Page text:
LIVE REVIEW: Mew at Royal Festival Hall, London

LIVE REVIEW: Mew at Royal Festival Hall, London

In 2005, a largely unknown Danish band Mew swept the international scene with their fourth album And the Glass Handed Kites. This band’s breakthrough was unique because this effort departed from their previously more accessible sound to deliver a continuous prog-rock project. 

This 14 track Mew album featured two songs with J Mascis (Dinosaur Jr) on joint vocals, which came to life with amazing visuals (rarely used by musicians and still often in an inchoate state by those who did in 2005-2006) didn’t only renew interest in prog-rock; Mew also brought about a revolution in delivering live music.

Being fifteen years since the world was blessed with And the Glass Handed Kites, Mew kindly decided to indulge fans with a live chronological set of this LP from start to finish. With this gig being their first UK gig since 2018 (and fourth gig this year), whilst dressed in black, seldom offering chit-chat and often visually being dimmed by the prowess of the LED’s to aid their visuals; their hunger and tenacity for this live could not be concealed.

With And the Glass Handed Kites being played chronologically, “Circuitry of the Wolf” opened the set. Whether it was the band being away from the UK for three years or a rare opportunity to hear this now classic, sacrosanct LP in full and in chronological order; Mew was able to transport their many new fans who first discovered them during back in 2005-2006 to the elation they felt when they first heard this innovative effort. As And the Glass Handed Kites was created as a continuous project, Mew did not allow themselves to stop to absorb the ecstatic applause in between the tracks. The Danish outfit eventually allowed themselves to stop and take in what was now almost uncontrollable applause and cheers after they finished playing track seven: “The Zookeeper’s Boy”.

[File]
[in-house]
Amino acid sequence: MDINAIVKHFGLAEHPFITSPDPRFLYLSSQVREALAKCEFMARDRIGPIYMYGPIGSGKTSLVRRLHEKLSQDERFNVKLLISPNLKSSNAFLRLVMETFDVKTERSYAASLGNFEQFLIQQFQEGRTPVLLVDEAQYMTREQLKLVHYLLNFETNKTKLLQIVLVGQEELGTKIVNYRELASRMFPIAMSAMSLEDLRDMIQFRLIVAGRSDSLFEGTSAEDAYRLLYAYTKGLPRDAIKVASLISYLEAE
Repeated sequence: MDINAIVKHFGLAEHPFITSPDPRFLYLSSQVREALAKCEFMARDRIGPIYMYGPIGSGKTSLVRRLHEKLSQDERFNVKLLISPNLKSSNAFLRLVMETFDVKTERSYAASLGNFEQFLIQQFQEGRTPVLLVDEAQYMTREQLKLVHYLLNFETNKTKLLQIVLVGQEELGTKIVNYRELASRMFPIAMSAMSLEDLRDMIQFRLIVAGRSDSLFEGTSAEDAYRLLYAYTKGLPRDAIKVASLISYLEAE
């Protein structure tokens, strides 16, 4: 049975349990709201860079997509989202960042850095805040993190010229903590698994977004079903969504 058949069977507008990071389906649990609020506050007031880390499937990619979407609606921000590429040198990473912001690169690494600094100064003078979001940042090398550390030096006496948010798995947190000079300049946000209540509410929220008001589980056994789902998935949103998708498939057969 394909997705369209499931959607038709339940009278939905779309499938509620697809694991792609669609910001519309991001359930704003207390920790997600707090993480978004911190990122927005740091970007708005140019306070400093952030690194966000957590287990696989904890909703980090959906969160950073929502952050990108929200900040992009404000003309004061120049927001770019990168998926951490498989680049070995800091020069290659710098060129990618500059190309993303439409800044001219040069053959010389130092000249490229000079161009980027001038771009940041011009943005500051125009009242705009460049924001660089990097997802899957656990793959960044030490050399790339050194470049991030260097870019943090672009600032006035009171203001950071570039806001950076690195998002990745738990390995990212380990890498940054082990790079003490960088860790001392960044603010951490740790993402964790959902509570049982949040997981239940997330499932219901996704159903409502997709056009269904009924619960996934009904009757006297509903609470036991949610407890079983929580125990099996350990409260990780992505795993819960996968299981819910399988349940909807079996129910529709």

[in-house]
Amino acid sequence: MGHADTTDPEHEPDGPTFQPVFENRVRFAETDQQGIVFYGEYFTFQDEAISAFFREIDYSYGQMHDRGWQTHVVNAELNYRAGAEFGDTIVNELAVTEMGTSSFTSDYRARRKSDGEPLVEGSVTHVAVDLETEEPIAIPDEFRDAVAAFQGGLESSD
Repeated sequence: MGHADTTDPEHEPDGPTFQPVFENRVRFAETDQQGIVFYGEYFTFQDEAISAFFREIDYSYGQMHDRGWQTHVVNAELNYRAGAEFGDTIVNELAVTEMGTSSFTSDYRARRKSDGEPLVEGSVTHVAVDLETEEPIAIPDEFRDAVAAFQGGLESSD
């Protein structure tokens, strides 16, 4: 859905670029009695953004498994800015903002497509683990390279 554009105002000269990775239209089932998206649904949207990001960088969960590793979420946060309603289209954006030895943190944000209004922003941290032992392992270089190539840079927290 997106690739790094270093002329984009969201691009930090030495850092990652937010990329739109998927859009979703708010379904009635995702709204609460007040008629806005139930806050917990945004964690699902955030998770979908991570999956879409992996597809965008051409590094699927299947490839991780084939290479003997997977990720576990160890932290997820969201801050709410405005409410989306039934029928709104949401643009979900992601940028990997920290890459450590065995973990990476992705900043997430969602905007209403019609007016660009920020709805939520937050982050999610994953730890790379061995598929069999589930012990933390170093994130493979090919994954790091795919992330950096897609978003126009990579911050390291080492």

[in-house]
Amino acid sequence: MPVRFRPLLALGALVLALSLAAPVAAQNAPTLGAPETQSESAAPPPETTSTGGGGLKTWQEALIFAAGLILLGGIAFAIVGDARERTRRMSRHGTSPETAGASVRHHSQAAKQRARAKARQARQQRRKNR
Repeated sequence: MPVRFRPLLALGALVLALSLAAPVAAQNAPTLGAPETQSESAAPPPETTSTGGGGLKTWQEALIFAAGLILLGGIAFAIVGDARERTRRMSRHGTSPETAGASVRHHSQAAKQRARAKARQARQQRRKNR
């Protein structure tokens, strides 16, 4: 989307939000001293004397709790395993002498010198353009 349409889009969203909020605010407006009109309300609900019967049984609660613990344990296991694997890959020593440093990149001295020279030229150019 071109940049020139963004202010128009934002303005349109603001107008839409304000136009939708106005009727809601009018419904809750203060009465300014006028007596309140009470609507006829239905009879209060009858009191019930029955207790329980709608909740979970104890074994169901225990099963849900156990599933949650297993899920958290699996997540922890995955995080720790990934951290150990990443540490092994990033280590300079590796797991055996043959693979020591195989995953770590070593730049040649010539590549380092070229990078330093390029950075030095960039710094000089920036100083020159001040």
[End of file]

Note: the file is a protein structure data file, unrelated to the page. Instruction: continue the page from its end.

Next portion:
With “The Zookeeper’s Boy” being one of the more known tracks from And the Glass Handed Kites and the bait to entice fans into falling for Mew, wide applause was always inevitable. What was even more impressive was that the supporting video visuals for this track which the band originally used when they initially toured it back in 2005-2006, still held the test of time.  The boy with ballerina-like figures behind him with unusual distorted creature-like heads was still as mesmerising and perplexing as it was fifteen years ago. Considering how far visuals supporting live music has come since 2005, this is miraculous.

A lengthy encore commenced once Mew finished playing the concluding track from And the Glass Handed Kites “Louise Louisa”. Upon their return Mew played songs from their second LP, Half the World Is Watching Me, which included the infectious and instant synth-rock “156” plus songs from the verbosely titled follow up the And the Glass Handed Kites, often shortened down to “No More Stories…”. Mew brought the Southbank the gift of enabling their fans to enjoy them as an intelligent outsider prog-rock band and, through songs like “156”, the ability for fans to dig them as if they were an international stadium rock band.

Whilst the wider music press correctly saw the deft musical construction of And the Glass Handed Kites; its haunting lyrics were often overlooked, such as “The Zookeeper Boy’s” “You’re tall just like a giraffe. You have to climb to find its head. But if there’s a glitch. You’re an ostrich. You’ve got your head in the sand”. Such lyrics were felt live amidst the unnervingly eccentric visuals. Furthermore, this poetic talent was already present in earlier tracks also played live, such as “156” with “You can run away. Leave your books behind you. But you should look back twice. Just to be on the safe side”.

1. Circuitry of the Wolf
2. Chinaberry Tree
3. Why Are You Looking Grave?
4. Fox Cub
5. Apocalypso
6. Special
7. The Zookeeper’s Boy
8. A Dark Design
9. Saviours of Jazz Ballet (Fear Me, December)
10. An Envoy to the Open Fields
11. Small Ambulance
12. The Seething Rain Weeps for You (Uda Pruda)
13. White Lips Kissed
14. Louise Louisa

15. Introducing Palace Players
16. Sometimes Life Isn’t Easy
17. Am I Wry? No
18. 156
19. Comforting Sounds

Xsnoize Author
Michael Barron 340 Articles
Michael first began writing whilst studying at university; reviewing the latest releases and live gigs. He has since contributed to the Fortean Times as well as other publications. Michael’s musical tastes vary from Indie to psychedelic, folk and dubstep.

Be the first to comment

Leave a Reply

Your email address will not be published.